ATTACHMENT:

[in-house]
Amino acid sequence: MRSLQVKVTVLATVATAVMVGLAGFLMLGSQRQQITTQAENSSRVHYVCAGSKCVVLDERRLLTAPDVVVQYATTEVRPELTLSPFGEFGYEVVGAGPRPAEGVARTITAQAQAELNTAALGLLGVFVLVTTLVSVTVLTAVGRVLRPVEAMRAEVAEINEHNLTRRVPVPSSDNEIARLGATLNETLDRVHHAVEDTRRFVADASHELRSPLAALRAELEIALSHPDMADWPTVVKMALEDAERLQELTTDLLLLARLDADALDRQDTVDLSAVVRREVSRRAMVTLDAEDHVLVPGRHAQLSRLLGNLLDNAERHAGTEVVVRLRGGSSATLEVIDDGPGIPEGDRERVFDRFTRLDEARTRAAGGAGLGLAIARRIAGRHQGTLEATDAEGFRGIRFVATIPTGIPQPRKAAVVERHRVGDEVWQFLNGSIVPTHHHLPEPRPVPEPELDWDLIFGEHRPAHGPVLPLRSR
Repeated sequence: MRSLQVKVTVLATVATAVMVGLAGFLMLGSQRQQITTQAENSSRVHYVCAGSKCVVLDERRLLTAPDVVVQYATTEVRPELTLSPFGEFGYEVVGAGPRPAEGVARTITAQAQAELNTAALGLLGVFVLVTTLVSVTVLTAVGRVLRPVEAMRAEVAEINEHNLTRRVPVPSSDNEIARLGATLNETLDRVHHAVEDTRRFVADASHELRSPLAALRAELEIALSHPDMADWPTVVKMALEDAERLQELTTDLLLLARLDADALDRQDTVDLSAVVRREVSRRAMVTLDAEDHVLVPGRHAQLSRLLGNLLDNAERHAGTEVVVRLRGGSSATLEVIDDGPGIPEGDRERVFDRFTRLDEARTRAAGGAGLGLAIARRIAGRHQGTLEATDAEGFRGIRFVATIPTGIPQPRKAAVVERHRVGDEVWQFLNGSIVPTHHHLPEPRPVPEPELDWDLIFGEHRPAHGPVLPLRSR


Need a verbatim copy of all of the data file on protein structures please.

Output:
[in-house]
Amino acid sequence: MRSLQVKVTVLATVATAVMVGLAGFLMLGSQRQQITTQAENSSRVHYVCAGSKCVVLDERRLLTAPDVVVQYATTEVRPELTLSPFGEFGYEVVGAGPRPAEGVARTITAQAQAELNTAALGLLGVFVLVTTLVSVTVLTAVGRVLRPVEAMRAEVAEINEHNLTRRVPVPSSDNEIARLGATLNETLDRVHHAVEDTRRFVADASHELRSPLAALRAELEIALSHPDMADWPTVVKMALEDAERLQELTTDLLLLARLDADALDRQDTVDLSAVVRREVSRRAMVTLDAEDHVLVPGRHAQLSRLLGNLLDNAERHAGTEVVVRLRGGSSATLEVIDDGPGIPEGDRERVFDRFTRLDEARTRAAGGAGLGLAIARRIAGRHQGTLEATDAEGFRGIRFVATIPTGIPQPRKAAVVERHRVGDEVWQFLNGSIVPTHHHLPEPRPVPEPELDWDLIFGEHRPAHGPVLPLRSR
Repeated sequence: MRSLQVKVTVLATVATAVMVGLAGFLMLGSQRQQITTQAENSSRVHYVCAGSKCVVLDERRLLTAPDVVVQYATTEVRPELTLSPFGEFGYEVVGAGPRPAEGVARTITAQAQAELNTAALGLLGVFVLVTTLVSVTVLTAVGRVLRPVEAMRAEVAEINEHNLTRRVPVPSSDNEIARLGATLNETLDRVHHAVEDTRRFVADASHELRSPLAALRAELEIALSHPDMADWPTVVKMALEDAERLQELTTDLLLLARLDADALDRQDTVDLSAVVRREVSRRAMVTLDAEDHVLVPGRHAQLSRLLGNLLDNAERHAGTEVVVRLRGGSSATLEVIDDGPGIPEGDRERVFDRFTRLDEARTRAAGGAGLGLAIARRIAGRHQGTLEATDAEGFRGIRFVATIPTGIPQPRKAAVVERHRVGDEVWQFLNGSIVPTHHHLPEPRPVPEPELDWDLIFGEHRPAHGPVLPLRSR